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Figure 8. The multi-steps of mechanism of CXCL-8 binding to receptor CXCR1 in membranes.

Step1: The N-loop residues of CXCL-8 bind to the N-terminus of receptor CXCR1 leading to Site-I binding. The Site-I binding is dominated mainly by the electrostatic interactions. Step2: Hydrophobic interactions near the binding site dominate to trigger the CXCL-8 rotation and conformational change. Step3: The rotation and conformational change of CXCL-8 may carry on and electrostatic interactions again dominate to attract the N-terminal ELR motif of CXCL-8 to approach the EC-loops of CXCR1 leading to Site-II binding.

https://doi.org/10.1371/journal.pone.0094178.g008

Conclusions

In summary, computational structural modeling of biological complexes, for which experimentally derived data are rare, is still a challenging task. Modeling of a full-length membrane protein from combining the NMR experiments and homology modeling delivers a reasonable model of the receptor CXCR1 which can be used in a docking approach. Our studies suggest that in addition to electrostatic interactions, hydrophobic interactions play crucial roles in the ligand binding process. A multi-steps sequential binding mechanism is proposed, in which (i) the N-loop of CXCL-8 initially binds to the N-terminal domain of CXCR1 by electrostatic interactions, (ii) hydrophobic interactions dominate the second step resulting in the rotation and conformational change of CXCL-8, and (iii) the ELR motif of the N-terminal loop of CXCL-8 approaches the EC-loops of CXCR1 by electrostatic attractions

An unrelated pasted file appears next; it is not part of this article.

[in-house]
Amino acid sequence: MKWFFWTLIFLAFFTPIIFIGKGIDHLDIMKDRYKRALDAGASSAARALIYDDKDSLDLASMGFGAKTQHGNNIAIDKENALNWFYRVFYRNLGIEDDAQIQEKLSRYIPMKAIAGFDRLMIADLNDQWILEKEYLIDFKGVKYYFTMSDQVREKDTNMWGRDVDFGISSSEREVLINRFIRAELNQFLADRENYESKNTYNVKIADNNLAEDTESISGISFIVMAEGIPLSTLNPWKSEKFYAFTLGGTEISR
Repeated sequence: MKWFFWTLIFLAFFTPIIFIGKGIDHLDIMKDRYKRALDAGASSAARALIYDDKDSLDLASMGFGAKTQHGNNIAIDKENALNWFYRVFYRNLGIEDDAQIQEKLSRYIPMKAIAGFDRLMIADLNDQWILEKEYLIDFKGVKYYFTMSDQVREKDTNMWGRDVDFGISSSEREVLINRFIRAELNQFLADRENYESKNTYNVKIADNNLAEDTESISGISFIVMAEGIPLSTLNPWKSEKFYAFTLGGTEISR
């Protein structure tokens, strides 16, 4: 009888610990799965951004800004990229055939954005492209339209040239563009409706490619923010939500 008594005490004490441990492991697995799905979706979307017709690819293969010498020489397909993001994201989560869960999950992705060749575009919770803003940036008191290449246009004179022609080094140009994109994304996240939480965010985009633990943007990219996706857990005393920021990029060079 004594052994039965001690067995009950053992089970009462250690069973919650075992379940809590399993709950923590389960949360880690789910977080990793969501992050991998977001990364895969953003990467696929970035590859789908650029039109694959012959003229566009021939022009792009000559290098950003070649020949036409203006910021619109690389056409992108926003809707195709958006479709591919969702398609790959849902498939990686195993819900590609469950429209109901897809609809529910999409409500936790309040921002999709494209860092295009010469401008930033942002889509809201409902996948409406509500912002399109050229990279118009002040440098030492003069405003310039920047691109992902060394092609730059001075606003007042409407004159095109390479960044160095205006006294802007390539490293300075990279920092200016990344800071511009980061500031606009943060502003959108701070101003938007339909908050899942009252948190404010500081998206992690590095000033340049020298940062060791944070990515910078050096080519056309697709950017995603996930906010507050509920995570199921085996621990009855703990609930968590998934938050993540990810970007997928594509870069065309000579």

Supporting Information

Figure S1.

Plot of RMSF values for the Cα atom of CXCR1. The location of the terminus (N-ter, C-ter), TM helices, IC-loops, and EC-loops are marked in the figure.

https://doi.org/10.1371/journal.pone.0094178.s001

(EPS)

Figure S2.

RMSD and RMSF values of CXCR1 at various ligands binding systems during MD simulations. (A) Plot of all the RMSD of the replicates for the backbone atoms of ligands at various systems throughout the 300 ns MD simulations. (B) Plot of all the RMSF of the replicates for the Cα atom of CXCL-8 at various systems throughout the 300 ns MD simulations. The locations of the N-loop, 30s-loop, β3, α-helix, and C-terminus are marked in the figure. (C) Plot of all the RMSD of the replicates for the backbone atoms of CXCR1 at various ligand binding receptor systems throughout the 300 ns MD simulations. (D) Plot of all the RMSF of the replicates for the Cα atom of CXCR1. The location of the terminus (N-ter, C-ter), TM1, IC-loops, and EC-loops are marked in the figure. All types of values are shown for monomer CXCL-8 in black, gray, and light gray; dimer CXCL-8 in red, pink, and light red; mutated receptor CXCR1_mut (R199A, R203A, and D265A of CXCR1) in blue, cyan, and light blue respectively.

https://doi.org/10.1371/journal.pone.0094178.s002

(TIF)

Figure S3.